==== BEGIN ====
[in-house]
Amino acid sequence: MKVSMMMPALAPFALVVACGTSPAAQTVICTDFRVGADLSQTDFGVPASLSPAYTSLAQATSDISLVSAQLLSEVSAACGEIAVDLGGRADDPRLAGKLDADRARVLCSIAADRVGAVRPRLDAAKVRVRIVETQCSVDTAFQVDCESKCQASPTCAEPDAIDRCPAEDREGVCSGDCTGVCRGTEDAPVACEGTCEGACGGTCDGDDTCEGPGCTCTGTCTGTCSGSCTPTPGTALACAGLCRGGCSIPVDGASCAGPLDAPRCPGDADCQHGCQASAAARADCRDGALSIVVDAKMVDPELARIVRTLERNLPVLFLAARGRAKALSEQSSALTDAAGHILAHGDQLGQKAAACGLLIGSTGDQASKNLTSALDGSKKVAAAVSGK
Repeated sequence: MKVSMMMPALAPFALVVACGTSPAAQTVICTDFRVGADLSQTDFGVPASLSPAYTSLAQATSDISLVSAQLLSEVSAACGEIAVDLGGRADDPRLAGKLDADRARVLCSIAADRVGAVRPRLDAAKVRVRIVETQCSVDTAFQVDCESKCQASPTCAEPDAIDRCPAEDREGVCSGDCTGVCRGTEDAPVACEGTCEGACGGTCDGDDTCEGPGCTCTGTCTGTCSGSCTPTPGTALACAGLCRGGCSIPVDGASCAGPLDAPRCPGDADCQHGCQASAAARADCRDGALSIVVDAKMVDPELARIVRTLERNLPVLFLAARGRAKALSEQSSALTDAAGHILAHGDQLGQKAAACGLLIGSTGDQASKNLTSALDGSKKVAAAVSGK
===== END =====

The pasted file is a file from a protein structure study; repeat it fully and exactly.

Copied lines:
[in-house]
Amino acid sequence: MKVSMMMPALAPFALVVACGTSPAAQTVICTDFRVGADLSQTDFGVPASLSPAYTSLAQATSDISLVSAQLLSEVSAACGEIAVDLGGRADDPRLAGKLDADRARVLCSIAADRVGAVRPRLDAAKVRVRIVETQCSVDTAFQVDCESKCQASPTCAEPDAIDRCPAEDREGVCSGDCTGVCRGTEDAPVACEGTCEGACGGTCDGDDTCEGPGCTCTGTCTGTCSGSCTPTPGTALACAGLCRGGCSIPVDGASCAGPLDAPRCPGDADCQHGCQASAAARADCRDGALSIVVDAKMVDPELARIVRTLERNLPVLFLAARGRAKALSEQSSALTDAAGHILAHGDQLGQKAAACGLLIGSTGDQASKNLTSALDGSKKVAAAVSGK
Repeated sequence: MKVSMMMPALAPFALVVACGTSPAAQTVICTDFRVGADLSQTDFGVPASLSPAYTSLAQATSDISLVSAQLLSEVSAACGEIAVDLGGRADDPRLAGKLDADRARVLCSIAADRVGAVRPRLDAAKVRVRIVETQCSVDTAFQVDCESKCQASPTCAEPDAIDRCPAEDREGVCSGDCTGVCRGTEDAPVACEGTCEGACGGTCDGDDTCEGPGCTCTGTCTGTCSGSCTPTPGTALACAGLCRGGCSIPVDGASCAGPLDAPRCPGDADCQHGCQASAAARADCRDGALSIVVDAKMVDPELARIVRTLERNLPVLFLAARGRAKALSEQSSALTDAAGHILAHGDQLGQKAAACGLLIGSTGDQASKNLTSALDGSKKVAAAVSGK